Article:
Oil, corruption and public money.

Nothing at all to do with dogs, or with integrity if it comes to that!

Regular followers of this place know that I am a tremendous fan of George Monbiot, the Englishman who so regularly exposes stuff that needs to be aired and discussed. As his About page explains:

Here are some of the things I love: my family and friends, salt marshes, arguments, chalk streams, Russian literature, kayaking among dolphins, diversity of all kinds, rockpools, heritage apples, woods, fishing, swimming in the sea, gazpacho, ponds and ditches, growing vegetables, insects, pruning, forgotten corners, fossils, goldfinches, etymology, Bill Hicks, ruins, Shakespeare, landscape history, palaeoecology, Gavin and Stacey and Father Ted.

Here are some of the things I try to fight: undemocratic power, corruption, deception of the public, environmental destruction, injustice, inequality and the misallocation of resources, waste, denial, the libertarianism which grants freedom to the powerful at the expense of the powerless, undisclosed interests, complacency.

Here is what I fear: other people’s cowardice.

I still see my life as a slightly unhinged adventure whose perpetuation is something of a mystery. I have no idea where it will take me, and no ambitions other than to keep doing what I do. So far it’s been gripping.

Way back in the early days of Learning from Dogs, the blog that is, not the book, George was very gracious in giving me blanket permission to republish his posts, and many of them have appeared in this place.

So now read George Monbiot’s latest Rigging the Market. It is yet another example of what is going wrong in these times.


Rigging the Market

7 thoughts on “Oil, corruption and public money.

  1. Petrobras is a public company, and the current scandal here has revealed (so far, mind you) $50 billion stolen by politicians. And yet through all this crud, there isn’t a single voice calling for the company to be sold off into private hands. There really is no helping some people (or countries), is there?


    1. I’m saddened to hear about Petrobras, but not really surprised! Mind you, years ago the great privatisation journey in the UK by Margaret Thatcher’s government turned out to be very unequal, and that’s putting it mildly!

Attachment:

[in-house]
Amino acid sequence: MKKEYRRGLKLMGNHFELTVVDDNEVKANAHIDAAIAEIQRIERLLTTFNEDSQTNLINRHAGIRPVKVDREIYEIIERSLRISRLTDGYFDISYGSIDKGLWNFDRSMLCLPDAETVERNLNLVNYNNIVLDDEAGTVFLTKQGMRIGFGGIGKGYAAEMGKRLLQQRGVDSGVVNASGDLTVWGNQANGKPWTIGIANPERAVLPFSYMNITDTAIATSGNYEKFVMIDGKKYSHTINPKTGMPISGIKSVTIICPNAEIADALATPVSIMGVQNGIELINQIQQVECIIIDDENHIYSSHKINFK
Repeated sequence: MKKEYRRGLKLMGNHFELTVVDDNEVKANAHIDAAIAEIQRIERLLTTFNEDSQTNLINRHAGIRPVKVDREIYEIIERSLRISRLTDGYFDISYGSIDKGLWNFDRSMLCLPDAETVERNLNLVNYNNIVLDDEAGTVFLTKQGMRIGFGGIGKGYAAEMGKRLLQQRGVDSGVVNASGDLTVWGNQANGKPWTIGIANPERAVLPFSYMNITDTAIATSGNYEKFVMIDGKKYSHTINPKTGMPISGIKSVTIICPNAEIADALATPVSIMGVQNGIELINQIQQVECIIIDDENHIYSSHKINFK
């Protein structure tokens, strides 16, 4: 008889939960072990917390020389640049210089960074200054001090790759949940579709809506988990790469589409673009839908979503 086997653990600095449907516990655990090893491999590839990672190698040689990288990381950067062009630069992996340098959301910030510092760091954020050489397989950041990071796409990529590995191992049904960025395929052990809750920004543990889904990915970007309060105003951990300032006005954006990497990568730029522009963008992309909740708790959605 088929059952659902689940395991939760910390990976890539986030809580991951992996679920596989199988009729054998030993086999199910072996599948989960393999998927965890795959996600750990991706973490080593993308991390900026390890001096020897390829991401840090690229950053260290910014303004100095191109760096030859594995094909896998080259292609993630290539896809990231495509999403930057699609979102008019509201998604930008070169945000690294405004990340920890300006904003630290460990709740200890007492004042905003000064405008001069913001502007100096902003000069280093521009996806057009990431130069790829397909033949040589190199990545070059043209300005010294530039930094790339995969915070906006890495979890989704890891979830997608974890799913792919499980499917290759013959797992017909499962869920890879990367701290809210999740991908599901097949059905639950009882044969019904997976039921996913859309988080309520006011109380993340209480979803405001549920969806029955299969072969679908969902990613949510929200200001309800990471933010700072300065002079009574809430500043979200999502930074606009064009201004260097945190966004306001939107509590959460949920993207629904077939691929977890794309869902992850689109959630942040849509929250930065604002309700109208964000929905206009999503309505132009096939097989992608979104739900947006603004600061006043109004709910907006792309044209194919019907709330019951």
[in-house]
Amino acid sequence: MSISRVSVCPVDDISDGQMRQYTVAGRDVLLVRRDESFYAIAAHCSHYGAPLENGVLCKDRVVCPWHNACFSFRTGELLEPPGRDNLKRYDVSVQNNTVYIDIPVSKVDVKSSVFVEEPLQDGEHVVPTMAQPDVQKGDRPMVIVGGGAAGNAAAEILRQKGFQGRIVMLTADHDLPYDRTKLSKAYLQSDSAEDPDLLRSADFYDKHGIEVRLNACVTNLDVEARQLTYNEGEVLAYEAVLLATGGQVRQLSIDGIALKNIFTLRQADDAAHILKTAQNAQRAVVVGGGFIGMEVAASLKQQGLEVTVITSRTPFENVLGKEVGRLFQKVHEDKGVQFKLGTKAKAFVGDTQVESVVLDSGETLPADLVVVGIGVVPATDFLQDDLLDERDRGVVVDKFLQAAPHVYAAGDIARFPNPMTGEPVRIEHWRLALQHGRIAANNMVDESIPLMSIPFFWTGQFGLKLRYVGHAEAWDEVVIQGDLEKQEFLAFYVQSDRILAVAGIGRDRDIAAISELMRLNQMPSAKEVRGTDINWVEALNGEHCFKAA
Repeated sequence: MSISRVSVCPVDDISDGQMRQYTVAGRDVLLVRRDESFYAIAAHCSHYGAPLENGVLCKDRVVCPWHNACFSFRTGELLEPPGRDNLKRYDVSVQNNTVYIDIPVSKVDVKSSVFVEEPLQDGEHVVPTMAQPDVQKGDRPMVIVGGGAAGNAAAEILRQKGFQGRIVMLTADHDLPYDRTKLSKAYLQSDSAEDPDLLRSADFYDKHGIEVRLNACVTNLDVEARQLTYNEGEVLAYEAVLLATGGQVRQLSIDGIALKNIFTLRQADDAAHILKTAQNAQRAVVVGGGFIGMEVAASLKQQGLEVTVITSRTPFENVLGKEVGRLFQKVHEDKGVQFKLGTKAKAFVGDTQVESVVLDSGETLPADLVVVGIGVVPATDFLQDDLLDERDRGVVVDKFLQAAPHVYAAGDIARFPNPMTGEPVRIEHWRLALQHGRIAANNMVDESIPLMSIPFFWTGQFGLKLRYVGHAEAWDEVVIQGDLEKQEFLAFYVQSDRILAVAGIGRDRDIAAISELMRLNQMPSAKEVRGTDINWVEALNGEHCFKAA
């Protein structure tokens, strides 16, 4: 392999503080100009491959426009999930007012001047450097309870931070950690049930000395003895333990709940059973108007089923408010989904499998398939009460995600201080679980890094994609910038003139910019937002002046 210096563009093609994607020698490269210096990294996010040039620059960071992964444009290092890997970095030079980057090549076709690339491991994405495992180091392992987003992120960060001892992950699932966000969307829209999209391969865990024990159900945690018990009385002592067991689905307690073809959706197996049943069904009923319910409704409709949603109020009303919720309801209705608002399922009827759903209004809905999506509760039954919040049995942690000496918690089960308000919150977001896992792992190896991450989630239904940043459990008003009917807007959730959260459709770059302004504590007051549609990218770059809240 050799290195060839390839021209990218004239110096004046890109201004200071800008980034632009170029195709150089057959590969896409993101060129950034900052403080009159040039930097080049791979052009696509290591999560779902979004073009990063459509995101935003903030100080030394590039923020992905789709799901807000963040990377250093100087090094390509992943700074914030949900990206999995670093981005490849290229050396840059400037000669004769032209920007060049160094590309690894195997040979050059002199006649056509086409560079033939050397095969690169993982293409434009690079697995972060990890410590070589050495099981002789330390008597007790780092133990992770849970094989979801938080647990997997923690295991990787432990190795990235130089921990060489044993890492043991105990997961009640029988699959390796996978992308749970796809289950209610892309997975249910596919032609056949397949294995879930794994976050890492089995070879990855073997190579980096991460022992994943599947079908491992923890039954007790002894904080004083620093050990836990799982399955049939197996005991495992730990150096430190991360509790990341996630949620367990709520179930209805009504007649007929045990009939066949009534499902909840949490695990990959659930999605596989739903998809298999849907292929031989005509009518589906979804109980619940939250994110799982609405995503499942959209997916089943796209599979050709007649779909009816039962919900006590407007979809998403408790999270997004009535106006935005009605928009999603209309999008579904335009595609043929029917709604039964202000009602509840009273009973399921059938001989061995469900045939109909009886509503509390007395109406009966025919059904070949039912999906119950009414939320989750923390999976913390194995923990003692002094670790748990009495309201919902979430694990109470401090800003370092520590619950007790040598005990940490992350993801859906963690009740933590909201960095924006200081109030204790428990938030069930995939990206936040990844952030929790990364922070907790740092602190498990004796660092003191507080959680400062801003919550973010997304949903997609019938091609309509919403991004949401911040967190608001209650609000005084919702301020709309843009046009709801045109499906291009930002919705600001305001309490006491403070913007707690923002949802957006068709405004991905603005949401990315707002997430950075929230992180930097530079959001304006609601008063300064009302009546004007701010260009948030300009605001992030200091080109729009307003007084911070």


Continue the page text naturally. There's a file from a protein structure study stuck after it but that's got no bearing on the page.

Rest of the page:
2. George Monbiot is a brilliant journalist.
    What’s happening in the UK is also happening here in Australia. Our conservative Federal Government, which came in to power two years ago, is firmly allied to the fossil fuel industry and severe cuts have been made to renewable energy research and rebates. It’s very clear that our Government does not believe in climate change. Funding for scientific research in this area has also suffered drastic cuts, with many Government scientists losing their jobs. The first thing they did on assuming power was to abolish the Carbon Tax which had been introduced by the previous Labor Government.
    The current Australian Government also wants to privatise more Government bodies, such as Australia Post, just as the Tories did with the Royal Mail.
    I believe that the UK Government under Cameron is exceeding Margaret Thatcher’s privatisation record. Did you know that they actually intend to privatise the Land Registry, which monitors and records transactions on all land titles and is basically the guarantor of land ownership? If that’s not handing everything over to the corporates, what is? Will the Electoral Office and election process be next?!

    Liked by 1 person

    1. Marg, I hadn’t heard that about the UK Land Registry. Sometimes I just run out of ways of expressing my feelings about these present times. And it’s not all doom and gloom by a long chalk. But there seems to be a huge and growing divide between those that are doing their best to run decent lives and those that purport to look after the interests of that first group.

      I was born six months to the day before World War II ended. My great fear is that I will die six months after the start of World War III. Because something has to give, and has to give pretty soon. What on earth can I say to my five-year-old grandson about the world we are offering him!

      Marg, love having your replies – thank you so much.


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